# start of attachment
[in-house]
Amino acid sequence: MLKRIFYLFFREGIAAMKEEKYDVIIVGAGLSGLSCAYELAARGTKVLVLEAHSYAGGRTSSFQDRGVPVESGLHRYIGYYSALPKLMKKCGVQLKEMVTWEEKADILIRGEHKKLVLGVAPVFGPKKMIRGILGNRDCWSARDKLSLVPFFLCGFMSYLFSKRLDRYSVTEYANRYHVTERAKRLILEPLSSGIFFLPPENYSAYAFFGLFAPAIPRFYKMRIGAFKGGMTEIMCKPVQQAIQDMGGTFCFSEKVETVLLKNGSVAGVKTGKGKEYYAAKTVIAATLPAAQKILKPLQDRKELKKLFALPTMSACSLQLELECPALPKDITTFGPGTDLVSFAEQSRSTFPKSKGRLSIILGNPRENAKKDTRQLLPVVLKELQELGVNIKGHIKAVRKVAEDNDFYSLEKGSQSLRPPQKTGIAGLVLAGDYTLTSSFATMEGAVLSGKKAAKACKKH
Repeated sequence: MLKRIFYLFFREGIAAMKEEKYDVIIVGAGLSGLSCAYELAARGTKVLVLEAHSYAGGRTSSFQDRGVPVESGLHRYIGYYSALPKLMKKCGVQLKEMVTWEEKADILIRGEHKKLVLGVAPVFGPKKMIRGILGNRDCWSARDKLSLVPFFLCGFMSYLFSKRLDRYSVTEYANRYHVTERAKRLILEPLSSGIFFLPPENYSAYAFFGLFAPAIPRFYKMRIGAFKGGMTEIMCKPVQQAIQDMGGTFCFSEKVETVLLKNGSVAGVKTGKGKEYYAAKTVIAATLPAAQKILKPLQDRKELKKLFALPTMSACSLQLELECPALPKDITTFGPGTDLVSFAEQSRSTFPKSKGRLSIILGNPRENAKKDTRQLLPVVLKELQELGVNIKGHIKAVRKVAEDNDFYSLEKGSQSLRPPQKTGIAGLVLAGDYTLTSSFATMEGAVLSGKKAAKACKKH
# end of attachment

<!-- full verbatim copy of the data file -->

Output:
[in-house]
Amino acid sequence: MLKRIFYLFFREGIAAMKEEKYDVIIVGAGLSGLSCAYELAARGTKVLVLEAHSYAGGRTSSFQDRGVPVESGLHRYIGYYSALPKLMKKCGVQLKEMVTWEEKADILIRGEHKKLVLGVAPVFGPKKMIRGILGNRDCWSARDKLSLVPFFLCGFMSYLFSKRLDRYSVTEYANRYHVTERAKRLILEPLSSGIFFLPPENYSAYAFFGLFAPAIPRFYKMRIGAFKGGMTEIMCKPVQQAIQDMGGTFCFSEKVETVLLKNGSVAGVKTGKGKEYYAAKTVIAATLPAAQKILKPLQDRKELKKLFALPTMSACSLQLELECPALPKDITTFGPGTDLVSFAEQSRSTFPKSKGRLSIILGNPRENAKKDTRQLLPVVLKELQELGVNIKGHIKAVRKVAEDNDFYSLEKGSQSLRPPQKTGIAGLVLAGDYTLTSSFATMEGAVLSGKKAAKACKKH
Repeated sequence: MLKRIFYLFFREGIAAMKEEKYDVIIVGAGLSGLSCAYELAARGTKVLVLEAHSYAGGRTSSFQDRGVPVESGLHRYIGYYSALPKLMKKCGVQLKEMVTWEEKADILIRGEHKKLVLGVAPVFGPKKMIRGILGNRDCWSARDKLSLVPFFLCGFMSYLFSKRLDRYSVTEYANRYHVTERAKRLILEPLSSGIFFLPPENYSAYAFFGLFAPAIPRFYKMRIGAFKGGMTEIMCKPVQQAIQDMGGTFCFSEKVETVLLKNGSVAGVKTGKGKEYYAAKTVIAATLPAAQKILKPLQDRKELKKLFALPTMSACSLQLELECPALPKDITTFGPGTDLVSFAEQSRSTFPKSKGRLSIILGNPRENAKKDTRQLLPVVLKELQELGVNIKGHIKAVRKVAEDNDFYSLEKGSQSLRPPQKTGIAGLVLAGDYTLTSSFATMEGAVLSGKKAAKACKKH